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Bereavement

Trauma and growth in Canadian carers

The phenomenon of post-traumatic growth has been explored within the context of HIV disease in only a limited fashion. One hundred and seventy-six bereaved HIV/AIDS carers located all over Canada responded to a questionnaire about their experiences; 51.7% of these individuals were male, 46% were female and 2.3% were transgender. The range of deaths experienced was from 0 to 110. Forty-four per cent of the carers were themselves HIV-positive. Of all the HIV carers in this study, 86.4% of them exhibited symptoms of post-traumatic stress disorder.

Thu, 07/20/2017 - 15:17

Implications for carers of terminally ill patients dying at home

Most terminally ill patients will express a wish to die at home. To achieve this, patients must rely on the support of family carers, who may experience emotional and health difficulties in providing such care, both before and after the death. Healthcare professionals can help to relieve the burden on family carers, and there is guidance available to direct GPs and other community healthcare professionals on providing good anticipatory palliative care for patients, and support for carers.

Thu, 07/20/2017 - 15:15

Valued aspects of primary palliative care: content analysis of bereaved carers' descriptions

Background: Informal carers provide the bulk of palliative home care. They largely rely on general practitioners (GPs) and district nurses to support them in this role, yet little is known about what carers themselves consider important in this support.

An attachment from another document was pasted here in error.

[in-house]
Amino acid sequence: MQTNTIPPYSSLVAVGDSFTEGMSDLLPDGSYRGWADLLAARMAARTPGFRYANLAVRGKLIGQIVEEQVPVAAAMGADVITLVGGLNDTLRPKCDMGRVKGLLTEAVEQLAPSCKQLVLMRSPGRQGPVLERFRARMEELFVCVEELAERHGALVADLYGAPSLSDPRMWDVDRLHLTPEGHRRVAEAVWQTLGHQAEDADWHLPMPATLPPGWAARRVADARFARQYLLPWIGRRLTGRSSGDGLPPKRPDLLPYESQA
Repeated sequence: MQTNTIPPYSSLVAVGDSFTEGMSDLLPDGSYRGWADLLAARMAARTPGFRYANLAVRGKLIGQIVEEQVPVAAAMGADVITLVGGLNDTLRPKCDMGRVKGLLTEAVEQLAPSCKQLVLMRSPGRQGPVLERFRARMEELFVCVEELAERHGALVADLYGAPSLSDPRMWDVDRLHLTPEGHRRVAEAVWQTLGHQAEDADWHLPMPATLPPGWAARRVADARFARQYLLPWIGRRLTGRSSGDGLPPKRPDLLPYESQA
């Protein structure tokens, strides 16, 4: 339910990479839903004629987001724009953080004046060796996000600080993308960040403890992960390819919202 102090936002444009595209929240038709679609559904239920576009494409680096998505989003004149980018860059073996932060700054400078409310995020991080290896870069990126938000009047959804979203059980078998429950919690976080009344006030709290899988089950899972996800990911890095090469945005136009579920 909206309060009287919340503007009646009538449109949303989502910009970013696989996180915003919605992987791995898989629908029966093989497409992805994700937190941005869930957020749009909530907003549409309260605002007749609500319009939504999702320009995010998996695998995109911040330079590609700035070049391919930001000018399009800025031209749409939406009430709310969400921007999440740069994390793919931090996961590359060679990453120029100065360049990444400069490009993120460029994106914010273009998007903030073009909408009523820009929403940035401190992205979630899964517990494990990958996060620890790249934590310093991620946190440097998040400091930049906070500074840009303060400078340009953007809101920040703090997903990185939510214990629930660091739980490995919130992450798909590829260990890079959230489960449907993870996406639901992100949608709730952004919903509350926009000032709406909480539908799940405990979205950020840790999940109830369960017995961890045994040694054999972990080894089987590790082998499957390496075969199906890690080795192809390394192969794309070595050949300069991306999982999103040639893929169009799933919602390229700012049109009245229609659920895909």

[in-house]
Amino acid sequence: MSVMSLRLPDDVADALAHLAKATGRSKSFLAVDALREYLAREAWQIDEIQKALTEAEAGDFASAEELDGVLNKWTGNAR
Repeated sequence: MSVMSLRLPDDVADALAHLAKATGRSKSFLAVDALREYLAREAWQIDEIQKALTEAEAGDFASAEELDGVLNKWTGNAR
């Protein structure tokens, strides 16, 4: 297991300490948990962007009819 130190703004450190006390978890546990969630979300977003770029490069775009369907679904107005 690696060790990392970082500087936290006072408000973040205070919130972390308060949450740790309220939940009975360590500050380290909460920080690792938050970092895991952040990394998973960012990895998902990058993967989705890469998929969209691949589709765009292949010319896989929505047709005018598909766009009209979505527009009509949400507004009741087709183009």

Aim: To identify what informal carers valued in the palliative support provided by GPs and district nurses by using carers' own descriptions of such support.

Design Of Study: Retrospective interviews. Setting: Primary care in Cambridgeshire.

Thu, 07/20/2017 - 15:13

Caregiver Bereavement Outcome: Relationship With Hospice at Home, Satisfaction With Care, and Home Death

This study used a randomized controlled trial design to investigate the impact of hospice at home (HAH) on caregiver bereavement outcome. Secondary analyses considered the association between bereavement, place of death, and carers' assessment of support. Ninety-six informal carers of patients referred to HAH were surveyed six weeks post-bereavement about the quality of terminal care. Carers next completed measures of their own bereavement response and general health six months post-bereavement. There was no evidence that HAH had an impact on bereavement outcome.

Thu, 07/20/2017 - 15:12

A decision model for community nurses providing bereavement care

Community (district) nurses play a significant role in assisting and supporting bereaved informal carers (family members and friends) of recently deceased clients of palliative care. Bereavement care demands a wide range of competencies including clinical decision-making. To date, little has been known about the decision-making role of community nurses in Australia.